Further educational establishments have continuously faced more cuts and under-funding in comparison to schools. For the year 2015-2016 there was a 24% cut in further education in England. This has had negative implications on both training providers and prospective students.
Financial restraints have meant that some colleges have had to cancel courses and postpone investment plans. The impact has been far worse for smaller educational services, which have faced redundancies and the possibility of being shut down due to lack of funding. Core subjects demanded by employers, such as English and Maths, have suffered a drop of 9.3% compared to the previous year.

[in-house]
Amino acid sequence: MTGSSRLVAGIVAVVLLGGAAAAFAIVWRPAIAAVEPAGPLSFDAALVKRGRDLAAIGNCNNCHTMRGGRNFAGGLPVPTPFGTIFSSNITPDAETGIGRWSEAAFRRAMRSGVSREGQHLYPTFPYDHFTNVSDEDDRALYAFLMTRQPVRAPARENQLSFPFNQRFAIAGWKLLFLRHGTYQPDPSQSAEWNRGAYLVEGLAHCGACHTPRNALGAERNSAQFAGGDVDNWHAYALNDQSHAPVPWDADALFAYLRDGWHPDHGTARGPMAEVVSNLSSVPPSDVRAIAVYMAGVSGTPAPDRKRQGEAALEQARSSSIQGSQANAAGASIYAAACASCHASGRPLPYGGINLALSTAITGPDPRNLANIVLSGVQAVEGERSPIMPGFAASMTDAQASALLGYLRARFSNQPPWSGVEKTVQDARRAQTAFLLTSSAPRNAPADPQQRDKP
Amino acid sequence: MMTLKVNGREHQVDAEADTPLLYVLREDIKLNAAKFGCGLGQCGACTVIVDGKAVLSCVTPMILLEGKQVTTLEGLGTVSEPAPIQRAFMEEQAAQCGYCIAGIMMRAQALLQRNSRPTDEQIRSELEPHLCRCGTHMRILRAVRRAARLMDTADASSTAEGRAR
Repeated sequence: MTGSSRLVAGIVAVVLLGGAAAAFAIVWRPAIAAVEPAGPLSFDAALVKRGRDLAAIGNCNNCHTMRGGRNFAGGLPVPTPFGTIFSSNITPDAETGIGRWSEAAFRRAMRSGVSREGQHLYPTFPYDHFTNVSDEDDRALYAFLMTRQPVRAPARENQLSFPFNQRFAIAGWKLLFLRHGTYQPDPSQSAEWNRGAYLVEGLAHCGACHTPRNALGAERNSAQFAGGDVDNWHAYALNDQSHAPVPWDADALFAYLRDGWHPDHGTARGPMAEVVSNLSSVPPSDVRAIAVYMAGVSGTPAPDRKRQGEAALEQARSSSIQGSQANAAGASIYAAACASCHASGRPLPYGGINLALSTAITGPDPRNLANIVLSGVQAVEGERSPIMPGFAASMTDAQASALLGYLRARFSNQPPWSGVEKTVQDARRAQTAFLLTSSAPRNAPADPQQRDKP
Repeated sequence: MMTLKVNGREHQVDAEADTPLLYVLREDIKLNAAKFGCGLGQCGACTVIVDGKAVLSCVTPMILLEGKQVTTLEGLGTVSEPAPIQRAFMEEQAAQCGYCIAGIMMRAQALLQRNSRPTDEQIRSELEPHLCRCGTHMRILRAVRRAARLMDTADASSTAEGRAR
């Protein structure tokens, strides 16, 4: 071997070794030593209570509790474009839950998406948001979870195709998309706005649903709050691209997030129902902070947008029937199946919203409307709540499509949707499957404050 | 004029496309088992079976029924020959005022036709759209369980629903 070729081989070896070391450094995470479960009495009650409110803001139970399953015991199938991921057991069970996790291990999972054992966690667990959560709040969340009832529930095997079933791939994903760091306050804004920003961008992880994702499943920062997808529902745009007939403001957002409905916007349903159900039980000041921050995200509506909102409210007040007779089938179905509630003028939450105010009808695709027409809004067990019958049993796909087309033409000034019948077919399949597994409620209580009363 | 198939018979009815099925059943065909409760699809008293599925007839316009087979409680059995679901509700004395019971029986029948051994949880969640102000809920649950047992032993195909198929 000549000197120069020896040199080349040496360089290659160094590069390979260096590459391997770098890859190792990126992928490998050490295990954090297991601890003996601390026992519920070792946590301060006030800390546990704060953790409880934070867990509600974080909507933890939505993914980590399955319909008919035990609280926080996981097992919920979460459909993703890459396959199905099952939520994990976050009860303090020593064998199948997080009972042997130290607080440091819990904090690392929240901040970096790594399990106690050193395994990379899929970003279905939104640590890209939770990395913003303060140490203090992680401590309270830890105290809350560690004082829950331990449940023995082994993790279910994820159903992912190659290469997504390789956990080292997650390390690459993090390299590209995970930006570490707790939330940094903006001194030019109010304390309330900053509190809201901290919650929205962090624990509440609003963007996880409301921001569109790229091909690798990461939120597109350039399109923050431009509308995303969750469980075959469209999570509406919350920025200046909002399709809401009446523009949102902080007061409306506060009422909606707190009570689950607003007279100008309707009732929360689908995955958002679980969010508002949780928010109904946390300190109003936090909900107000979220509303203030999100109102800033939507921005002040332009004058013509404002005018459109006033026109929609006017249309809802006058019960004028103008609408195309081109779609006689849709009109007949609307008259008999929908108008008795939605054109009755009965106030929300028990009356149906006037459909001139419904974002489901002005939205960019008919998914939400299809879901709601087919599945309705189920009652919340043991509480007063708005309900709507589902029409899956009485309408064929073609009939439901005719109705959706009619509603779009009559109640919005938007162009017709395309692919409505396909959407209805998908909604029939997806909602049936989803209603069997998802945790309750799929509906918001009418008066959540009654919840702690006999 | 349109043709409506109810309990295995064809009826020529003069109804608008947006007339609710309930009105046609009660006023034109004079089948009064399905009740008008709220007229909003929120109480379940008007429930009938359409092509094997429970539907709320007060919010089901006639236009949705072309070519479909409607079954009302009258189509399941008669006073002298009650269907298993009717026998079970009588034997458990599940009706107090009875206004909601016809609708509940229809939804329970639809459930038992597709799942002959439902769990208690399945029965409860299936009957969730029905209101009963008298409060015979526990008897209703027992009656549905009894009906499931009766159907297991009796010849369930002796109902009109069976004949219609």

The cuts have consequences for individuals that have missed out on qualifications at school, or those who need to update their knowledge to get back into employment. Many level 3 qualifications for the 19-23 age bracket are government funded, whereas those same qualifications for those over 24 are unfunded. Therefore, level 3 may not be an affordable option to those over 24 who wish to up-skill. The government offers 24+ advanced learning loans to help this age group pay for their course, but take-up of these to date has been low.
Government cuts have had an impact on training providers, staff and students, with a declining number of adults returning to education or retraining. Due to tough times, there is a greater need for education and training, which offers both economic and social benefits.